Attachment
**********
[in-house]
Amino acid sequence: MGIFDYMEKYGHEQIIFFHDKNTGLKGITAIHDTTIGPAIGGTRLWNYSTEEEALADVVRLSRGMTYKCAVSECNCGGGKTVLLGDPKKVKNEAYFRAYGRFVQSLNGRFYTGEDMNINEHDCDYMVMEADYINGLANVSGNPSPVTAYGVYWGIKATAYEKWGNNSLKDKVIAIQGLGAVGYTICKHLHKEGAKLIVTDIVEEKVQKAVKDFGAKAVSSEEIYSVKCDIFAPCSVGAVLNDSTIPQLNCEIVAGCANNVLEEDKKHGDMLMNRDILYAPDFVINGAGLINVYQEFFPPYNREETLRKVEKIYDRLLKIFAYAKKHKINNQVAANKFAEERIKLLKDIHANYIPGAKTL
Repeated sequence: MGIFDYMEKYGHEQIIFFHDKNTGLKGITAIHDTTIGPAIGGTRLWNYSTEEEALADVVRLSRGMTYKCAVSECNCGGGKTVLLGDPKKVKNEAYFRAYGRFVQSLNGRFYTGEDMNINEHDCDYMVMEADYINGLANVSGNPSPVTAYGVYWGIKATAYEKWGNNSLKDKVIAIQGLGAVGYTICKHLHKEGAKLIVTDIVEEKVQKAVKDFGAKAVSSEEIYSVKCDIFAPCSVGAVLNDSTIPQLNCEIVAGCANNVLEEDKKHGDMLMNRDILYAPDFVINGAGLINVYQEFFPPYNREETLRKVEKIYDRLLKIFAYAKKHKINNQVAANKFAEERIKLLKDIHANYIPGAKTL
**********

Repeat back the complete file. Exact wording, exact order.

[in-house]
Amino acid sequence: MGIFDYMEKYGHEQIIFFHDKNTGLKGITAIHDTTIGPAIGGTRLWNYSTEEEALADVVRLSRGMTYKCAVSECNCGGGKTVLLGDPKKVKNEAYFRAYGRFVQSLNGRFYTGEDMNINEHDCDYMVMEADYINGLANVSGNPSPVTAYGVYWGIKATAYEKWGNNSLKDKVIAIQGLGAVGYTICKHLHKEGAKLIVTDIVEEKVQKAVKDFGAKAVSSEEIYSVKCDIFAPCSVGAVLNDSTIPQLNCEIVAGCANNVLEEDKKHGDMLMNRDILYAPDFVINGAGLINVYQEFFPPYNREETLRKVEKIYDRLLKIFAYAKKHKINNQVAANKFAEERIKLLKDIHANYIPGAKTL
Repeated sequence: MGIFDYMEKYGHEQIIFFHDKNTGLKGITAIHDTTIGPAIGGTRLWNYSTEEEALADVVRLSRGMTYKCAVSECNCGGGKTVLLGDPKKVKNEAYFRAYGRFVQSLNGRFYTGEDMNINEHDCDYMVMEADYINGLANVSGNPSPVTAYGVYWGIKATAYEKWGNNSLKDKVIAIQGLGAVGYTICKHLHKEGAKLIVTDIVEEKVQKAVKDFGAKAVSSEEIYSVKCDIFAPCSVGAVLNDSTIPQLNCEIVAGCANNVLEEDKKHGDMLMNRDILYAPDFVINGAGLINVYQEFFPPYNREETLRKVEKIYDRLLKIFAYAKKHKINNQVAANKFAEERIKLLKDIHANYIPGAKTL